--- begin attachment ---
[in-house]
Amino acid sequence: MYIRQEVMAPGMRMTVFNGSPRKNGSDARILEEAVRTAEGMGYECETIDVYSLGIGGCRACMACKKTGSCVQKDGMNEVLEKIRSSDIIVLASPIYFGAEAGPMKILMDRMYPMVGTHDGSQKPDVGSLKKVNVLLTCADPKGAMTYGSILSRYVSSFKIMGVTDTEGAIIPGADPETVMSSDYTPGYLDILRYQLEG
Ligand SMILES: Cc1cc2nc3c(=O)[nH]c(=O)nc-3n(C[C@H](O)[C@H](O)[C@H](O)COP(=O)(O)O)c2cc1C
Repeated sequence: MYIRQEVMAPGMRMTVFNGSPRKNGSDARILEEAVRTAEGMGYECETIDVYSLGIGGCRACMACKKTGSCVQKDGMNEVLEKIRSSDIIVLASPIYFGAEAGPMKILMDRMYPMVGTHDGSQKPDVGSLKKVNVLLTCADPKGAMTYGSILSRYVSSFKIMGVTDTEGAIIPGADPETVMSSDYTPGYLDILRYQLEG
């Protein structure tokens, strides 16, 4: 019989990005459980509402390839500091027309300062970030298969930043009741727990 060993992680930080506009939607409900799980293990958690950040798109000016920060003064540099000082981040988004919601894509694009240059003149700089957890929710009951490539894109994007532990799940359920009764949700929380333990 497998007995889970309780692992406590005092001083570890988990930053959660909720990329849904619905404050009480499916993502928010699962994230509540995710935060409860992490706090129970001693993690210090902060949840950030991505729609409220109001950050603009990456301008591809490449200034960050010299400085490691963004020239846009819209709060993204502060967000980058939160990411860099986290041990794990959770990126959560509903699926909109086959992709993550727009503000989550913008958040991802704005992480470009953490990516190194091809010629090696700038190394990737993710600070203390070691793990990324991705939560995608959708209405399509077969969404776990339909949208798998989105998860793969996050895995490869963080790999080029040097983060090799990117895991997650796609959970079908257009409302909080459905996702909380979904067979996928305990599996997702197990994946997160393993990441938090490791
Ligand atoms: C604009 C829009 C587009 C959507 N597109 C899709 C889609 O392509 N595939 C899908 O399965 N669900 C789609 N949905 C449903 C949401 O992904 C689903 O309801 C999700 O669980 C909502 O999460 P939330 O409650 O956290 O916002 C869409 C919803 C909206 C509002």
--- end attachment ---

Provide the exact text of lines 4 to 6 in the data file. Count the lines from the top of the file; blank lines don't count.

Repeated sequence: MYIRQEVMAPGMRMTVFNGSPRKNGSDARILEEAVRTAEGMGYECETIDVYSLGIGGCRACMACKKTGSCVQKDGMNEVLEKIRSSDIIVLASPIYFGAEAGPMKILMDRMYPMVGTHDGSQKPDVGSLKKVNVLLTCADPKGAMTYGSILSRYVSSFKIMGVTDTEGAIIPGADPETVMSSDYTPGYLDILRYQLEG
């Protein structure tokens, strides 16, 4: 019989990005459980509402390839500091027309300062970030298969930043009741727990 060993992680930080506009939607409900799980293990958690950040798109000016920060003064540099000082981040988004919601894509694009240059003149700089957890929710009951490539894109994007532990799940359920009764949700929380333990 497998007995889970309780692992406590005092001083570890988990930053959660909720990329849904619905404050009480499916993502928010699962994230509540995710935060409860992490706090129970001693993690210090902060949840950030991505729609409220109001950050603009990456301008591809490449200034960050010299400085490691963004020239846009819209709060993204502060967000980058939160990411860099986290041990794990959770990126959560509903699926909109086959992709993550727009503000989550913008958040991802704005992480470009953490990516190194091809010629090696700038190394990737993710600070203390070691793990990324991705939560995608959708209405399509077969969404776990339909949208798998989105998860793969996050895995490869963080790999080029040097983060090799990117895991997650796609959970079908257009409302909080459905996702909380979904067979996928305990599996997702197990994946997160393993990441938090490791
Ligand atoms: C604009 C829009 C587009 C959507 N597109 C899709 C889609 O392509 N595939 C899908 O399965 N669900 C789609 N949905 C449903 C949401 O992904 C689903 O309801 C999700 O669980 C909502 O999460 P939330 O409650 O956290 O916002 C869409 C919803 C909206 C509002």